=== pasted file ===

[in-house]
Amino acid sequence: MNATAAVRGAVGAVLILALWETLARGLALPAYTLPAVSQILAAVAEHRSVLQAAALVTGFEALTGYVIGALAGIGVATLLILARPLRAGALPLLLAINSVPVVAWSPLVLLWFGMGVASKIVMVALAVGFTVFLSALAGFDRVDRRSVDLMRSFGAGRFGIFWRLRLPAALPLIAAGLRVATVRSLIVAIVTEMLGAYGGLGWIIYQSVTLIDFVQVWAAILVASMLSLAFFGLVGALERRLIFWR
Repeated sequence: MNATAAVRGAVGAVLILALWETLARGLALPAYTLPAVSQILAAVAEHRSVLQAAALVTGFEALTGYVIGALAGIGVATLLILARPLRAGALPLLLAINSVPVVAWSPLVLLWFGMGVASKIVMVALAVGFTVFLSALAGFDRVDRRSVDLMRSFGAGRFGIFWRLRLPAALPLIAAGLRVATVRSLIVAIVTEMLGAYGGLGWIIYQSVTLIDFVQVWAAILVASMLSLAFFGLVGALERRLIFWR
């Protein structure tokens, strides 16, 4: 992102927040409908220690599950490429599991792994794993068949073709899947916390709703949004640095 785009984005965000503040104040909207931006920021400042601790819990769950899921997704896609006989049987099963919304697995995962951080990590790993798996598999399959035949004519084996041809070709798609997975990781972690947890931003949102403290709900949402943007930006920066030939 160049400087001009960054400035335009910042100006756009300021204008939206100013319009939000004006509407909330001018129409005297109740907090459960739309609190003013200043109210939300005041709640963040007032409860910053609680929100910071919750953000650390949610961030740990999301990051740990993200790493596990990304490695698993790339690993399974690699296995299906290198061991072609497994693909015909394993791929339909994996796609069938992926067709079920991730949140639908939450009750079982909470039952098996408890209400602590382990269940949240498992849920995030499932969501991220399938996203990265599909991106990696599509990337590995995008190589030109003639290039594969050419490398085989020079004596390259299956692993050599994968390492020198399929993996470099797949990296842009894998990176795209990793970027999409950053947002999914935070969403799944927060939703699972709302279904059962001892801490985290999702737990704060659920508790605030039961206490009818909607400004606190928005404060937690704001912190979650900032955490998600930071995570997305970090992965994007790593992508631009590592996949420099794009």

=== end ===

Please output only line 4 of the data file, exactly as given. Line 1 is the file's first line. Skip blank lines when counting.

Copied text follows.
């Protein structure tokens, strides 16, 4: 992102927040409908220690599950490429599991792994794993068949073709899947916390709703949004640095 785009984005965000503040104040909207931006920021400042601790819990769950899921997704896609006989049987099963919304697995995962951080990590790993798996598999399959035949004519084996041809070709798609997975990781972690947890931003949102403290709900949402943007930006920066030939 160049400087001009960054400035335009910042100006756009300021204008939206100013319009939000004006509407909330001018129409005297109740907090459960739309609190003013200043109210939300005041709640963040007032409860910053609680929100910071919750953000650390949610961030740990999301990051740990993200790493596990990304490695698993790339690993399974690699296995299906290198061991072609497994693909015909394993791929339909994996796609069938992926067709079920991730949140639908939450009750079982909470039952098996408890209400602590382990269940949240498992849920995030499932969501991220399938996203990265599909991106990696599509990337590995995008190589030109003639290039594969050419490398085989020079004596390259299956692993050599994968390492020198399929993996470099797949990296842009894998990176795209990793970027999409950053947002999914935070969403799944927060939703699972709302279904059962001892801490985290999702737990704060659920508790605030039961206490009818909607400004606190928005404060937690704001912190979650900032955490998600930071995570997305970090992965994007790593992508631009590592996949420099794009």